New Testament Emphasis

Sunday, 27 October 2013
Sermon Notes:

                Jesus’ Christ’s New Testament - Teaching and Emphasis
                     What is the core teaching of the New Testament?
                                What emphasis does it have if any?

 Jesus Christ taught us that believing in Him gives us eternal life (John 3:16); it is this faith that unites all Christians, based on the confession that He is “The Son of the Living God, or to put it simply: Jesus Christ is God – part of the Trinity – Father, Son and Holy Spirit (see Matthew 16:16-18)

This teaching is central to everything and must come first. Indeed, when the crowds asked Him: “What must we do to do the works of God?” He replied: “
The work of God is this: to believe in the one he has sent.” So before looking into His other teaching we must have active belief in Him as our foundation.

Having said this, can we summarise His teaching? Is there any emphasis to it?

Core teaching:
The doctrine of the New Testament that Jesus Christ has given to us will never change from now until he returns at the end of the age. When asked “
Of all the commandments, which is the most important?” he answered: “The most important one is this: ‘Hear, O Israel: The Lord our God, the Lord is one. Love the Lord your God with all your heart and with all your soul and with all your mind and with all your strength.’ The second is this: ‘Love your neighbour as yourself.’ There is no commandment greater than these.” (Mk 12:28-31). This holds a vital lesson: we cannot say we have the correct doctrine if we don’t really have love for God in our heats. We may appear to worship, sing and pray well but if our hearts aren’t in it, it means nothing. We can also pretend to love others but if it’s always done as a duty and not from the heart then as 1 Corinthians 13 says, it means nothing.

All other teaching is meaningless without this foundation. It should keep us seeking Him; it’s only by abiding in Him that we can do anything useful that will last (John 15).

We can tell that we love God and have passed from death to life if we love the brothers and sisters in the church (1 John 3; Mat 25). This is the simplest test given to us in the scriptures. So if I inwardly find that I want to spend time identifying myself with God’s people and developing my unity with them and my love and service to them, it’s a clear indicator that I love God and am born again.

Changes and differences in emphasis:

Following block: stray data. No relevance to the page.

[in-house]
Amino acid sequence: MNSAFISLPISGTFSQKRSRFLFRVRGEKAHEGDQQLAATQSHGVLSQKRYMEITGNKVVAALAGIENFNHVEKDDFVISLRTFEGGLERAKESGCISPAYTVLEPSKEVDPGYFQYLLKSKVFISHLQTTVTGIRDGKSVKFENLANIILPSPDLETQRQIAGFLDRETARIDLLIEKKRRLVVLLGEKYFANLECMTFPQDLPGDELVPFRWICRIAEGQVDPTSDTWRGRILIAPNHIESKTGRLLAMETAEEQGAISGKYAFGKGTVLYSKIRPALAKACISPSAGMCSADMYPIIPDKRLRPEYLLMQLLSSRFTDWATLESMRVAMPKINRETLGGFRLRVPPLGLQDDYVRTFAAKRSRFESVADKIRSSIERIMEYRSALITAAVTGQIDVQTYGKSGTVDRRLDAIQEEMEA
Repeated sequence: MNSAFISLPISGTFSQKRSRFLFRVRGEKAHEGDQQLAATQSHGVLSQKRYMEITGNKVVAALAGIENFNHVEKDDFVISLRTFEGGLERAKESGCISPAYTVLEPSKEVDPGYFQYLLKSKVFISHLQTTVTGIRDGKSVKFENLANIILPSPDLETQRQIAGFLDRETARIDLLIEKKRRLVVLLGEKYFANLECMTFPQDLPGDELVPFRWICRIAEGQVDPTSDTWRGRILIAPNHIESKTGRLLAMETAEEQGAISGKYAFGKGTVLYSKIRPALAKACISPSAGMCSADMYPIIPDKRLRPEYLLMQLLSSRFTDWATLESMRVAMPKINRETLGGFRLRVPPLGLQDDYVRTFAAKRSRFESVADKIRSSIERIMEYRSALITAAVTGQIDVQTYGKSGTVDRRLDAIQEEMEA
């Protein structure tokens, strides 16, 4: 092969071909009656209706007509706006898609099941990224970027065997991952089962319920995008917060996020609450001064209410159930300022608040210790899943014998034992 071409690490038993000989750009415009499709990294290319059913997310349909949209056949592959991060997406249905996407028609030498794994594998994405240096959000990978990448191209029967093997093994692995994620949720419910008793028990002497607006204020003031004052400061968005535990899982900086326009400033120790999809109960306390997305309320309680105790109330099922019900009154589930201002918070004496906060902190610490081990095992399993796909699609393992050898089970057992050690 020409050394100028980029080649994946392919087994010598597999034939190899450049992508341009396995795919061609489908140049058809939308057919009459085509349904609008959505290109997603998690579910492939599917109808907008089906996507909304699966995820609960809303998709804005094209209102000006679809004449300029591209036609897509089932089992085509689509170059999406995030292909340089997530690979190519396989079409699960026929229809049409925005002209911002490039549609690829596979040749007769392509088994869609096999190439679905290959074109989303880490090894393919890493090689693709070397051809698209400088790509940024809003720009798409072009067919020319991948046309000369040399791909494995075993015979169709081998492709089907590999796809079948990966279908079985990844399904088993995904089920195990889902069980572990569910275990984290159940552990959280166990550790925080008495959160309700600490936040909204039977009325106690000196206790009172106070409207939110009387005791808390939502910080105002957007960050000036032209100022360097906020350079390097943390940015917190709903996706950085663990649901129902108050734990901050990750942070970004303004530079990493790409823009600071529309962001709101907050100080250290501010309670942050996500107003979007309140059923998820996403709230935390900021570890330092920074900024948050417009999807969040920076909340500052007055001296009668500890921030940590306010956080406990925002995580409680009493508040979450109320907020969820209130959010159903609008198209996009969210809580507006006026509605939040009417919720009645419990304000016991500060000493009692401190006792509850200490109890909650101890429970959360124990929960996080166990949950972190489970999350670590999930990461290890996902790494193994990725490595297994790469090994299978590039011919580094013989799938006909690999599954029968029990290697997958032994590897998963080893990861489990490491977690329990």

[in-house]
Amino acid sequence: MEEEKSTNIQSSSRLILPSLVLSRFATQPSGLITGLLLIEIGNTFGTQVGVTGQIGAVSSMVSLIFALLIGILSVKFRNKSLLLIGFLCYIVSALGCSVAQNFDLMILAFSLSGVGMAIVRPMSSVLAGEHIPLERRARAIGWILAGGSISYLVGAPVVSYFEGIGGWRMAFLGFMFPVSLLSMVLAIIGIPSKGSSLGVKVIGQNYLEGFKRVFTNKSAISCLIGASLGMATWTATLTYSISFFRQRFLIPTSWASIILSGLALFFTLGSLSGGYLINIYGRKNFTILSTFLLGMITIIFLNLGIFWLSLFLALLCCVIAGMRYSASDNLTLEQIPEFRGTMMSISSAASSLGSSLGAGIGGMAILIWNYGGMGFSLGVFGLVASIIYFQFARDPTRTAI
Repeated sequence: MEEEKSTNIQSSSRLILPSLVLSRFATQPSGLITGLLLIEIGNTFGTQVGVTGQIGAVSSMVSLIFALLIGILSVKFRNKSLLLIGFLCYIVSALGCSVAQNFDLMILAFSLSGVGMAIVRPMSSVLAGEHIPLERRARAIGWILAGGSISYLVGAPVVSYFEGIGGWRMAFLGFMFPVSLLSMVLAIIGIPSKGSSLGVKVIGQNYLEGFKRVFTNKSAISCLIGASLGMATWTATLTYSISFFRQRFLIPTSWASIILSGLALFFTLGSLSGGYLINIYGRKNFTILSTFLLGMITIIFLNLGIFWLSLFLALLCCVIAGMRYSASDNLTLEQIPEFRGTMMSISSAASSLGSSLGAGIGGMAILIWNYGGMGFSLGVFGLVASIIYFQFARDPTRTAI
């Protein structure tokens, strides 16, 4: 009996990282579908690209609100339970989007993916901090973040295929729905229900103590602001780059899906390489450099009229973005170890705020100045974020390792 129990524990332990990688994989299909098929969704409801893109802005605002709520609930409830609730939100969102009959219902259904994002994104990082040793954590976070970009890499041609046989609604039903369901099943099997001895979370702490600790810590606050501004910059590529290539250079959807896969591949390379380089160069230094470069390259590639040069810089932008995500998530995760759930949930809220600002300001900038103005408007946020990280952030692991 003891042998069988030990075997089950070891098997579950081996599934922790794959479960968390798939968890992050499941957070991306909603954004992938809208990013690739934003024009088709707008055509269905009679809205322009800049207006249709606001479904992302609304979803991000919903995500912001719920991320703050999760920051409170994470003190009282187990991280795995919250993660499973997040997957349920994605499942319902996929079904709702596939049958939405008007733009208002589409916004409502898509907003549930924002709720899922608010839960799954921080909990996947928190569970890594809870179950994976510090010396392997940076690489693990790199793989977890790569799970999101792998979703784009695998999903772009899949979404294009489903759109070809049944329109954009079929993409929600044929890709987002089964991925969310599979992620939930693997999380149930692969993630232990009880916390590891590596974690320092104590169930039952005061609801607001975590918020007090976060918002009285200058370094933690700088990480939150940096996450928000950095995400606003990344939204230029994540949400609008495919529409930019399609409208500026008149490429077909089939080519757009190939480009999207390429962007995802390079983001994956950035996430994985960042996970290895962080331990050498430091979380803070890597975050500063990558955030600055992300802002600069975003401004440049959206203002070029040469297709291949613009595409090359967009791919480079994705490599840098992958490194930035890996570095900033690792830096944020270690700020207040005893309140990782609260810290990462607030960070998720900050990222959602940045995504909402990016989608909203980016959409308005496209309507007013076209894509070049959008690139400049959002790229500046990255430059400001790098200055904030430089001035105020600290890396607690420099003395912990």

While the doctrine of the New Testament never changes the emphasis will often change, as it did in the Acts of the Apostles: there were times of great revival as on the Day of Pentecost or the day the Holy Spirit blew like a mighty wind on the Gentiles for the first time.

Afterwards there were also times of great consolidation as in Antioch where we find that the dispersed church put down deep roots which culminated in the sending out of Paul and Barnabas on the great adventure of planting churches around the known world. Or there is the great doctrinal tome that Paul sent to the Romans or the anonymous epistle to the Hebrews to digest.


The church is dynamic and can't be boxed in by the traditions of pharisaical people who dot the doctrinal i’s and cross the t’s but don't lift a finger to help the poor, the lame, the blind and the crippled spirits around them, not even inviting them to a meal as the Lord Himself commanded us to (Luke 14).


Within the Saviour's New Testament we find great flexibility of movement from the huge cosmopolitan community of the first church in Jerusalem to the tightly knit house groups of the dispersion that followed the persecution after the stoning of Stephen.

In the body of Christ each individual will also have a different emphasis in terms of their ministry – some eyes, some ears, some feet or hands. The direction of the body is the same, receiving its instructions from the head, but the task each individual is given to do can be very different (1 Cor 12).


Today we are faced with the eminent return of Jesus Christ with a sharp sickle to harvest all mankind, storing the wheat in heavenly barns and casting out the tares to be burned. More than ever we need to be firmly grounded on the rock of Jesus Christ and His sound doctrine whilst always having brand new wineskins, flexible enough to hold the new wine that will be poured out in the last days. The church needs to become completely one; the Gospel needs to be preached to all mankind and then the end will come.